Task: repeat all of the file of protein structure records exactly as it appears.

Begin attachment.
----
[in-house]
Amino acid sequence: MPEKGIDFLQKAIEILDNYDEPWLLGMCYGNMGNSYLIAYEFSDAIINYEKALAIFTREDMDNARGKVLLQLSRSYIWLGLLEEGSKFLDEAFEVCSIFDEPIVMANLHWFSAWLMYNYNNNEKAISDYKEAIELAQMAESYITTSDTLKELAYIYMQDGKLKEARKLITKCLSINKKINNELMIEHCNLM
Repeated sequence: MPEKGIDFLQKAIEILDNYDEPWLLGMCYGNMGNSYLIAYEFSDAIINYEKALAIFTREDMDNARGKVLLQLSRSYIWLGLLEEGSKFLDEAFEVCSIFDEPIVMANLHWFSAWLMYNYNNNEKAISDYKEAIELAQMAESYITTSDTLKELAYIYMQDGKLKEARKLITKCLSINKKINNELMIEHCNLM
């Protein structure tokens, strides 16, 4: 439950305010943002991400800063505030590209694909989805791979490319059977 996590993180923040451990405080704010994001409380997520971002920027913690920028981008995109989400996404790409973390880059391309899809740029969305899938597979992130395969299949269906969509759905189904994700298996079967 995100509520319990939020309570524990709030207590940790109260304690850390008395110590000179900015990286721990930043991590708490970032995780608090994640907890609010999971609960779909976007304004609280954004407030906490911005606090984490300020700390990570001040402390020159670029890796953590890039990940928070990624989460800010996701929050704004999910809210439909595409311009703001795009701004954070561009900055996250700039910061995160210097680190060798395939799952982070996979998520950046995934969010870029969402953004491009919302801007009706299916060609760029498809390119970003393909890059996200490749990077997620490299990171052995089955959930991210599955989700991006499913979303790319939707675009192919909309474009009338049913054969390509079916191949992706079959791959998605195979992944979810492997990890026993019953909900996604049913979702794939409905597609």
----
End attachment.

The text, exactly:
[in-house]
Amino acid sequence: MPEKGIDFLQKAIEILDNYDEPWLLGMCYGNMGNSYLIAYEFSDAIINYEKALAIFTREDMDNARGKVLLQLSRSYIWLGLLEEGSKFLDEAFEVCSIFDEPIVMANLHWFSAWLMYNYNNNEKAISDYKEAIELAQMAESYITTSDTLKELAYIYMQDGKLKEARKLITKCLSINKKINNELMIEHCNLM
Repeated sequence: MPEKGIDFLQKAIEILDNYDEPWLLGMCYGNMGNSYLIAYEFSDAIINYEKALAIFTREDMDNARGKVLLQLSRSYIWLGLLEEGSKFLDEAFEVCSIFDEPIVMANLHWFSAWLMYNYNNNEKAISDYKEAIELAQMAESYITTSDTLKELAYIYMQDGKLKEARKLITKCLSINKKINNELMIEHCNLM
């Protein structure tokens, strides 16, 4: 439950305010943002991400800063505030590209694909989805791979490319059977 996590993180923040451990405080704010994001409380997520971002920027913690920028981008995109989400996404790409973390880059391309899809740029969305899938597979992130395969299949269906969509759905189904994700298996079967 995100509520319990939020309570524990709030207590940790109260304690850390008395110590000179900015990286721990930043991590708490970032995780608090994640907890609010999971609960779909976007304004609280954004407030906490911005606090984490300020700390990570001040402390020159670029890796953590890039990940928070990624989460800010996701929050704004999910809210439909595409311009703001795009701004954070561009900055996250700039910061995160210097680190060798395939799952982070996979998520950046995934969010870029969402953004491009919302801007009706299916060609760029498809390119970003393909890059996200490749990077997620490299990171052995089955959930991210599955989700991006499913979303790319939707675009192919909309474009009338049913054969390509079916191949992706079959791959998605195979992944979810492997990890026993019953909900996604049913979702794939409905597609």